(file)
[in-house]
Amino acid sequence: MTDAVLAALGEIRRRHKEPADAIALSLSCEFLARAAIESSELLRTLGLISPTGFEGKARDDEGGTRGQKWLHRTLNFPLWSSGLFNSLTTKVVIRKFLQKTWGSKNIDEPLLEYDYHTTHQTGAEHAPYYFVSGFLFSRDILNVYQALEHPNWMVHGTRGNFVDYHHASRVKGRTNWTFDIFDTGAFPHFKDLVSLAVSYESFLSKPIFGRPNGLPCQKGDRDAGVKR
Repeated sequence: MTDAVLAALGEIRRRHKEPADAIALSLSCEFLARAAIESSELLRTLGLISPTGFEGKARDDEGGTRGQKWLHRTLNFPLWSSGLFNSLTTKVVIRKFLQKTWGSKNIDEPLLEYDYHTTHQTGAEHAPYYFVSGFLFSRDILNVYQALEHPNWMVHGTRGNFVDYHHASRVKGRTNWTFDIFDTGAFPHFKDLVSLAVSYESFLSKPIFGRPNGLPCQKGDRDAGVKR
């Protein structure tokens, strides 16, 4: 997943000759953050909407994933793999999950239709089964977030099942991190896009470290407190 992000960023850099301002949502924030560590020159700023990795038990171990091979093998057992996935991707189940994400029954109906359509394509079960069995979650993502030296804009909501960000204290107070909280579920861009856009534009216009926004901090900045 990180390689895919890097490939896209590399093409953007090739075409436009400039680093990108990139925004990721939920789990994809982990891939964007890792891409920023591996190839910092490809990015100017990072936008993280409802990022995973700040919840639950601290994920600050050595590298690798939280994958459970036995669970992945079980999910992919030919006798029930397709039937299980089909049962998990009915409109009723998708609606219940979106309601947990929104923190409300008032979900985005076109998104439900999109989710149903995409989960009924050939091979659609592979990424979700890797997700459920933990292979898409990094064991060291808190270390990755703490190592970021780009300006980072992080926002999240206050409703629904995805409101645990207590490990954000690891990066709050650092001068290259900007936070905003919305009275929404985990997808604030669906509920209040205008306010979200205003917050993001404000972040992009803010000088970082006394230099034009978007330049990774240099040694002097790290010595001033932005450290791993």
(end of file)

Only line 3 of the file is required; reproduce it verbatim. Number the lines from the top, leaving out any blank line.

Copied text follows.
Repeated sequence: MTDAVLAALGEIRRRHKEPADAIALSLSCEFLARAAIESSELLRTLGLISPTGFEGKARDDEGGTRGQKWLHRTLNFPLWSSGLFNSLTTKVVIRKFLQKTWGSKNIDEPLLEYDYHTTHQTGAEHAPYYFVSGFLFSRDILNVYQALEHPNWMVHGTRGNFVDYHHASRVKGRTNWTFDIFDTGAFPHFKDLVSLAVSYESFLSKPIFGRPNGLPCQKGDRDAGVKR